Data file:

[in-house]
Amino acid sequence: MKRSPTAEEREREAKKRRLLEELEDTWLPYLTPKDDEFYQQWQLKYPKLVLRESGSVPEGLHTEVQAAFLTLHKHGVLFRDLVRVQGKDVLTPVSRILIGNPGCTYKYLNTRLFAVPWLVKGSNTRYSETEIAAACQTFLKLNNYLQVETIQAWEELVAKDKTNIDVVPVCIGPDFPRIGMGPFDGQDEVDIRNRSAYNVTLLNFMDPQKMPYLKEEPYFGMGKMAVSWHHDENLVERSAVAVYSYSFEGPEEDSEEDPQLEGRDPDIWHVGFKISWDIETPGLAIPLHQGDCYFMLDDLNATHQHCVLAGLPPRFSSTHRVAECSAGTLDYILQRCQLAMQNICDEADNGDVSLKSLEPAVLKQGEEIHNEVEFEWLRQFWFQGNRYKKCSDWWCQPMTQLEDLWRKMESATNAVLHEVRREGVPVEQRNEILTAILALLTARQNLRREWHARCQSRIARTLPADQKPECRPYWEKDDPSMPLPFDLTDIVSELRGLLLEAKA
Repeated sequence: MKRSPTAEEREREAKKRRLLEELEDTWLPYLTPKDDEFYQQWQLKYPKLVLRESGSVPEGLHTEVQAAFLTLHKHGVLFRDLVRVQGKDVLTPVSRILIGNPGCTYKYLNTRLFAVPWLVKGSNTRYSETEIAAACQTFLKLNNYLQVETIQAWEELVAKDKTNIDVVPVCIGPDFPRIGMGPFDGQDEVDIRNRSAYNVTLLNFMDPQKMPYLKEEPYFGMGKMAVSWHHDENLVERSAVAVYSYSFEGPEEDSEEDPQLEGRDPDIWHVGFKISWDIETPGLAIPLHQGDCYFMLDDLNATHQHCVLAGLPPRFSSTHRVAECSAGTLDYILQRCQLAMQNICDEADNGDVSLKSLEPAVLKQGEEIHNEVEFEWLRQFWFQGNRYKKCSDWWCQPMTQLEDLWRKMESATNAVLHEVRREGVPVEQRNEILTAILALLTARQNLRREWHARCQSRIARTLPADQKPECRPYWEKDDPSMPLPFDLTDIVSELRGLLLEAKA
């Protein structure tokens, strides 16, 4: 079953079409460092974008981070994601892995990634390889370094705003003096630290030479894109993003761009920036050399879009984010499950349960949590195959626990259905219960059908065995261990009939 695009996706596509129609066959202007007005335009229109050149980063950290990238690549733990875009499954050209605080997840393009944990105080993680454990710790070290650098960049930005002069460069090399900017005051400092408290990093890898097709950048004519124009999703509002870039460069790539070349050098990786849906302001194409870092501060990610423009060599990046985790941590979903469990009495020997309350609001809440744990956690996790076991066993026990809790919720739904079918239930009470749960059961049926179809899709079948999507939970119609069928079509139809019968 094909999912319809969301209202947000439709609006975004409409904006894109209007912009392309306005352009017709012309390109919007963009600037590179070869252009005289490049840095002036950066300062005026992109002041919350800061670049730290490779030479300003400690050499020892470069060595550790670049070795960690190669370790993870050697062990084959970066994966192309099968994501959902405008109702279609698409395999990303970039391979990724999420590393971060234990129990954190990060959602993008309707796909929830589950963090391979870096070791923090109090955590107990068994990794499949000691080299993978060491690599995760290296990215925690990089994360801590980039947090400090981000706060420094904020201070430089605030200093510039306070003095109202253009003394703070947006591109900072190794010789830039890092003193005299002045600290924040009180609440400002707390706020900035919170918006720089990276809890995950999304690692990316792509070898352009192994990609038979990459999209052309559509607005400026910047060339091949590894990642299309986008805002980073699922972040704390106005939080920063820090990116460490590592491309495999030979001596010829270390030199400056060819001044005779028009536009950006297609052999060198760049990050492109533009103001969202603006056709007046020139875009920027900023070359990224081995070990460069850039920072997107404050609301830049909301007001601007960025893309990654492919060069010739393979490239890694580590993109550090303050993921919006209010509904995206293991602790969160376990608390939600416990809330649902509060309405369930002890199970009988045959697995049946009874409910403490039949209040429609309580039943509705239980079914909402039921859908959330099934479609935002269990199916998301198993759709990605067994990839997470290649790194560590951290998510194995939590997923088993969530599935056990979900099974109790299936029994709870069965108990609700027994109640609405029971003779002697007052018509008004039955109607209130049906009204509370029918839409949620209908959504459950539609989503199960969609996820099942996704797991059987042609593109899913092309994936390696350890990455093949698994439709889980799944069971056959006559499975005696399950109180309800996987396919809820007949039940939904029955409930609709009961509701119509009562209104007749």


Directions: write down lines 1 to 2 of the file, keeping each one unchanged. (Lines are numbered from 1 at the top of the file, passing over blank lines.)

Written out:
[in-house]
Amino acid sequence: MKRSPTAEEREREAKKRRLLEELEDTWLPYLTPKDDEFYQQWQLKYPKLVLRESGSVPEGLHTEVQAAFLTLHKHGVLFRDLVRVQGKDVLTPVSRILIGNPGCTYKYLNTRLFAVPWLVKGSNTRYSETEIAAACQTFLKLNNYLQVETIQAWEELVAKDKTNIDVVPVCIGPDFPRIGMGPFDGQDEVDIRNRSAYNVTLLNFMDPQKMPYLKEEPYFGMGKMAVSWHHDENLVERSAVAVYSYSFEGPEEDSEEDPQLEGRDPDIWHVGFKISWDIETPGLAIPLHQGDCYFMLDDLNATHQHCVLAGLPPRFSSTHRVAECSAGTLDYILQRCQLAMQNICDEADNGDVSLKSLEPAVLKQGEEIHNEVEFEWLRQFWFQGNRYKKCSDWWCQPMTQLEDLWRKMESATNAVLHEVRREGVPVEQRNEILTAILALLTARQNLRREWHARCQSRIARTLPADQKPECRPYWEKDDPSMPLPFDLTDIVSELRGLLLEAKA